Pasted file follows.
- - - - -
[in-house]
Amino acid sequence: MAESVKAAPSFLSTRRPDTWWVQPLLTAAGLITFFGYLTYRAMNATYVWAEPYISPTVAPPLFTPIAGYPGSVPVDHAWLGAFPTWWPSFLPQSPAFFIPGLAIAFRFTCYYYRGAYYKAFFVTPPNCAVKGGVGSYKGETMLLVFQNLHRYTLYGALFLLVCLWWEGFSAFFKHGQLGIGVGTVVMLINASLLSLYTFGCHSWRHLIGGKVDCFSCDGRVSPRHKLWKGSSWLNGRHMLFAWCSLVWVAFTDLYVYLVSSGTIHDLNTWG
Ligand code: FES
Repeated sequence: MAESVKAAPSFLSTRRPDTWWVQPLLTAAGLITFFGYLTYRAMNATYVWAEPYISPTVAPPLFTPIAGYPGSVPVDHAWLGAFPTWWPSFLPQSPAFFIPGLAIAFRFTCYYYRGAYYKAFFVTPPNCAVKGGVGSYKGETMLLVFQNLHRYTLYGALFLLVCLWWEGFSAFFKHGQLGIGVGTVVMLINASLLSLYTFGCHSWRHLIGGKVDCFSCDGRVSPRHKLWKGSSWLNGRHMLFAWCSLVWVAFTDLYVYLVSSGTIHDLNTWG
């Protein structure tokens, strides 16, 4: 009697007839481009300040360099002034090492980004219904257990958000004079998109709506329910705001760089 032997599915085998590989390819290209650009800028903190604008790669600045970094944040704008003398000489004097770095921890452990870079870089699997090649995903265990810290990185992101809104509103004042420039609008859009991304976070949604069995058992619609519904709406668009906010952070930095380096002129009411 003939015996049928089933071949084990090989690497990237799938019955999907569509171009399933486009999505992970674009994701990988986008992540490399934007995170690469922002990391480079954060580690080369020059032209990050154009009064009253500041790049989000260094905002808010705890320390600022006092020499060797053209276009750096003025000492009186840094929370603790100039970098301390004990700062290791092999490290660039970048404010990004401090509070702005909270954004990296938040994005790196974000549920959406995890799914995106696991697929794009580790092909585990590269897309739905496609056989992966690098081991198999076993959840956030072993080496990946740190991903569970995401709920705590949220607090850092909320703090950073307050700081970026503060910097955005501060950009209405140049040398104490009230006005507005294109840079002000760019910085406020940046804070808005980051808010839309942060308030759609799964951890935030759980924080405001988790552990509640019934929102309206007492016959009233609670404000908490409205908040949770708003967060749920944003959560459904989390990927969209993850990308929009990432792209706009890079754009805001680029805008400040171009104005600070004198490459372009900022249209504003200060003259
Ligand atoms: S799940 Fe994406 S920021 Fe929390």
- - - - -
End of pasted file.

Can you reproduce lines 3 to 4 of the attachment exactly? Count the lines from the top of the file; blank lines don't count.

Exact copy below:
Ligand code: FES
Repeated sequence: MAESVKAAPSFLSTRRPDTWWVQPLLTAAGLITFFGYLTYRAMNATYVWAEPYISPTVAPPLFTPIAGYPGSVPVDHAWLGAFPTWWPSFLPQSPAFFIPGLAIAFRFTCYYYRGAYYKAFFVTPPNCAVKGGVGSYKGETMLLVFQNLHRYTLYGALFLLVCLWWEGFSAFFKHGQLGIGVGTVVMLINASLLSLYTFGCHSWRHLIGGKVDCFSCDGRVSPRHKLWKGSSWLNGRHMLFAWCSLVWVAFTDLYVYLVSSGTIHDLNTWG